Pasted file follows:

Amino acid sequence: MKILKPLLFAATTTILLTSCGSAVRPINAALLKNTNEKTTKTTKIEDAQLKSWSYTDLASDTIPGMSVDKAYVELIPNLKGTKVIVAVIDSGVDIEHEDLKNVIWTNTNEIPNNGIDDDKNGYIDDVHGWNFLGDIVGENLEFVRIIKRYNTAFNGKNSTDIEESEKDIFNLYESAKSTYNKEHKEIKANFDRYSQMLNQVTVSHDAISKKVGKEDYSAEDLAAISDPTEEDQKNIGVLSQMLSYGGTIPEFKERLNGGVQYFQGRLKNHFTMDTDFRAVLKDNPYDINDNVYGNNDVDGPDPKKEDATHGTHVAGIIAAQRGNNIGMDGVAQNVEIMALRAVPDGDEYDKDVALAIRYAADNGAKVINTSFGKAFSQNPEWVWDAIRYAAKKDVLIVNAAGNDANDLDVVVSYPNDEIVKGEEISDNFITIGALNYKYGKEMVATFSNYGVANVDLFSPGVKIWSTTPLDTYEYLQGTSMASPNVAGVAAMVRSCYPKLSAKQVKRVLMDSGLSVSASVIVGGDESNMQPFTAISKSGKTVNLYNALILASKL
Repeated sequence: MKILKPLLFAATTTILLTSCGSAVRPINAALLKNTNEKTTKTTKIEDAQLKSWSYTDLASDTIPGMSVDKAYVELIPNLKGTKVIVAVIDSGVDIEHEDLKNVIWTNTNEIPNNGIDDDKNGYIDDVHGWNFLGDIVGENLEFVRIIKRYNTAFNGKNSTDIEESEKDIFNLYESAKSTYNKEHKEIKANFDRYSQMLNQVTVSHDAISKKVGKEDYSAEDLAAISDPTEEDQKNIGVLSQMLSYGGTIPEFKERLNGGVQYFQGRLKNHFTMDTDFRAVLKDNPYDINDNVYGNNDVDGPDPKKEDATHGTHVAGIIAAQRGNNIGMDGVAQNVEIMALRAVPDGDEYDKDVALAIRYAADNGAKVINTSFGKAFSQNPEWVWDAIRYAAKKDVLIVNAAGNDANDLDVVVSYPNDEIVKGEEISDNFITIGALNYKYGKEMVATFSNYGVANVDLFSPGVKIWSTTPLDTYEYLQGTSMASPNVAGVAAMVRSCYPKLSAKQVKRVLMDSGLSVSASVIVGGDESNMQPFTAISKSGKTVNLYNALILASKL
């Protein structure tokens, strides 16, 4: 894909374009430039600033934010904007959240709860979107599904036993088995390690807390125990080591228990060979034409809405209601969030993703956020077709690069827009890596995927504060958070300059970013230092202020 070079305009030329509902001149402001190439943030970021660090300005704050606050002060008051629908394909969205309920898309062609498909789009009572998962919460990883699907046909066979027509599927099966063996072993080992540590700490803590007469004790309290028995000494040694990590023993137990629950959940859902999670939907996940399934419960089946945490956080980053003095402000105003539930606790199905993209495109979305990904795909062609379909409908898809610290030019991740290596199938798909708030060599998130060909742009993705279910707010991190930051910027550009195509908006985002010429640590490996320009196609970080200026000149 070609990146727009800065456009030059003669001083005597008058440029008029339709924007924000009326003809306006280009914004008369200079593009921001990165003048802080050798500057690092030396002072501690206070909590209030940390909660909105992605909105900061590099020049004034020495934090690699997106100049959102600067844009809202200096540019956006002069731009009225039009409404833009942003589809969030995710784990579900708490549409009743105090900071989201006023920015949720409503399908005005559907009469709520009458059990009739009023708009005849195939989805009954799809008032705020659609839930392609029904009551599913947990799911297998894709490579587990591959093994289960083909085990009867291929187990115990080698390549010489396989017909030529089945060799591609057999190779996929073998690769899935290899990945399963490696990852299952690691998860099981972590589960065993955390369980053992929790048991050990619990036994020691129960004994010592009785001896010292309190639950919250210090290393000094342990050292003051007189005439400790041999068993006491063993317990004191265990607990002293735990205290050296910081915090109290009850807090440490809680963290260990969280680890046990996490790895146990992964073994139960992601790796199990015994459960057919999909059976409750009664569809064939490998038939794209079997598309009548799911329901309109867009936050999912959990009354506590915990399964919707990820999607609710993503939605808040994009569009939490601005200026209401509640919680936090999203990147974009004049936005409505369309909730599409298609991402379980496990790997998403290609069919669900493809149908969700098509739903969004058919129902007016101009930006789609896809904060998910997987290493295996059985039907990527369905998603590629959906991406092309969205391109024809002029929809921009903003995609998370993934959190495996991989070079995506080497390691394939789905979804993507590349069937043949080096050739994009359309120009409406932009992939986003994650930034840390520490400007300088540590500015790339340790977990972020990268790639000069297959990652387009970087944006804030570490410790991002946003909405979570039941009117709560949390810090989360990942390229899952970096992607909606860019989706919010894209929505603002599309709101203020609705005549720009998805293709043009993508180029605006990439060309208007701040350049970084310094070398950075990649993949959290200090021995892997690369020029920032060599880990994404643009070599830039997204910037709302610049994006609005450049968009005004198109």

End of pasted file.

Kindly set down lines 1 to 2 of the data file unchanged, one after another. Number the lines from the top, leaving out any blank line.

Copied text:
Amino acid sequence: MKILKPLLFAATTTILLTSCGSAVRPINAALLKNTNEKTTKTTKIEDAQLKSWSYTDLASDTIPGMSVDKAYVELIPNLKGTKVIVAVIDSGVDIEHEDLKNVIWTNTNEIPNNGIDDDKNGYIDDVHGWNFLGDIVGENLEFVRIIKRYNTAFNGKNSTDIEESEKDIFNLYESAKSTYNKEHKEIKANFDRYSQMLNQVTVSHDAISKKVGKEDYSAEDLAAISDPTEEDQKNIGVLSQMLSYGGTIPEFKERLNGGVQYFQGRLKNHFTMDTDFRAVLKDNPYDINDNVYGNNDVDGPDPKKEDATHGTHVAGIIAAQRGNNIGMDGVAQNVEIMALRAVPDGDEYDKDVALAIRYAADNGAKVINTSFGKAFSQNPEWVWDAIRYAAKKDVLIVNAAGNDANDLDVVVSYPNDEIVKGEEISDNFITIGALNYKYGKEMVATFSNYGVANVDLFSPGVKIWSTTPLDTYEYLQGTSMASPNVAGVAAMVRSCYPKLSAKQVKRVLMDSGLSVSASVIVGGDESNMQPFTAISKSGKTVNLYNALILASKL
Repeated sequence: MKILKPLLFAATTTILLTSCGSAVRPINAALLKNTNEKTTKTTKIEDAQLKSWSYTDLASDTIPGMSVDKAYVELIPNLKGTKVIVAVIDSGVDIEHEDLKNVIWTNTNEIPNNGIDDDKNGYIDDVHGWNFLGDIVGENLEFVRIIKRYNTAFNGKNSTDIEESEKDIFNLYESAKSTYNKEHKEIKANFDRYSQMLNQVTVSHDAISKKVGKEDYSAEDLAAISDPTEEDQKNIGVLSQMLSYGGTIPEFKERLNGGVQYFQGRLKNHFTMDTDFRAVLKDNPYDINDNVYGNNDVDGPDPKKEDATHGTHVAGIIAAQRGNNIGMDGVAQNVEIMALRAVPDGDEYDKDVALAIRYAADNGAKVINTSFGKAFSQNPEWVWDAIRYAAKKDVLIVNAAGNDANDLDVVVSYPNDEIVKGEEISDNFITIGALNYKYGKEMVATFSNYGVANVDLFSPGVKIWSTTPLDTYEYLQGTSMASPNVAGVAAMVRSCYPKLSAKQVKRVLMDSGLSVSASVIVGGDESNMQPFTAISKSGKTVNLYNALILASKL